However, even these preliminary results have implications for nurse educators. If we continue to teach students to use proverb interpretation as a test in the mental status assessment we need to inform students of the possible limitations. It would be wise at this time to advise students to use both interpretation of proverbs and asking the client to describe similarities between two like objects when administering tests of abstract thinking. Educators must be sure that students can adequately interpret proverbs before they perform client mental status assessments. These results indicate that just defining abstract thinking and providing an example of concrete and abstract interpretations of a proverb does not ensure student understanding.

References

  • Andreasen, N. (1977). Reliability of proverbs: Proverb interpretation to assess mental statua. Comprehensive Psychiatry, 18(5), 465473.
  • Bates, B. (1991). A Guide to Physical Examination and History Taking (5th ed.). Philadelphia: J.B. Lippincott.
  • Bowers, A. & Thompson, J. (1992). Clinical Manual of Health Assessment. (4th ed.). St. Louis: Mosby- Yearbook, Inc.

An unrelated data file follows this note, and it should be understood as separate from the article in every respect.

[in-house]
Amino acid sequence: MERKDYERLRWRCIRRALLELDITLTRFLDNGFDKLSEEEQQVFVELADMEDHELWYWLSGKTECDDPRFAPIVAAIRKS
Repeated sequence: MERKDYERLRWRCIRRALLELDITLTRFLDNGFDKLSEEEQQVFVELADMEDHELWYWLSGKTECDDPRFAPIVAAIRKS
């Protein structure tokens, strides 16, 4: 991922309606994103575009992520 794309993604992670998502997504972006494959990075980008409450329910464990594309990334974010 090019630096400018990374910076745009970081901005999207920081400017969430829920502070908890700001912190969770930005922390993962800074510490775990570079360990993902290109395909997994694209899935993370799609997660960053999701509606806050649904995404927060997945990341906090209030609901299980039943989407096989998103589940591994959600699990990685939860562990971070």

• Fuller, J. & Schaller-Ayers, J. (1990). Health Assessment. Philadelphia: J.B. Lippincott.
  • Jarvis, C. (1992). Physical Examination and Health Assessment. Philadelphia: W.B. Saunders.
  • Keller, M.B. & Manschreck, T.C. (1981). The bedside mental status examination - Reliability and validity. Comprehensive Psychiatry, 22(5), 500-511.
  • Malasanos, L., Barkauskas, V., & StoltenbergAllen, K (1990). Health Assessment (4th ed.). St. Louis: CV. Mosby.
  • Morton, P. (1993). Health Assessment in Nursing (2nd ed.). Springhouse, PA: Springhouse Corporation.
  • Piaget, J. (1975). The Construction of Reality in the Child. New York: Ballantine.
  • Reich, J.H. (1981). Proverbs and the modern mental status exam. Comprehensive Psychiatry, 22(5), 528-531.
  • Seidel, H., Ball, J., Dains, J., & Benedict G. (1991). Mosby's Guide to Physical Examination (2nd. ed.). St. Louis: Mosby- Yearbook, Inc.

10.3928/0148-4834-19950901-12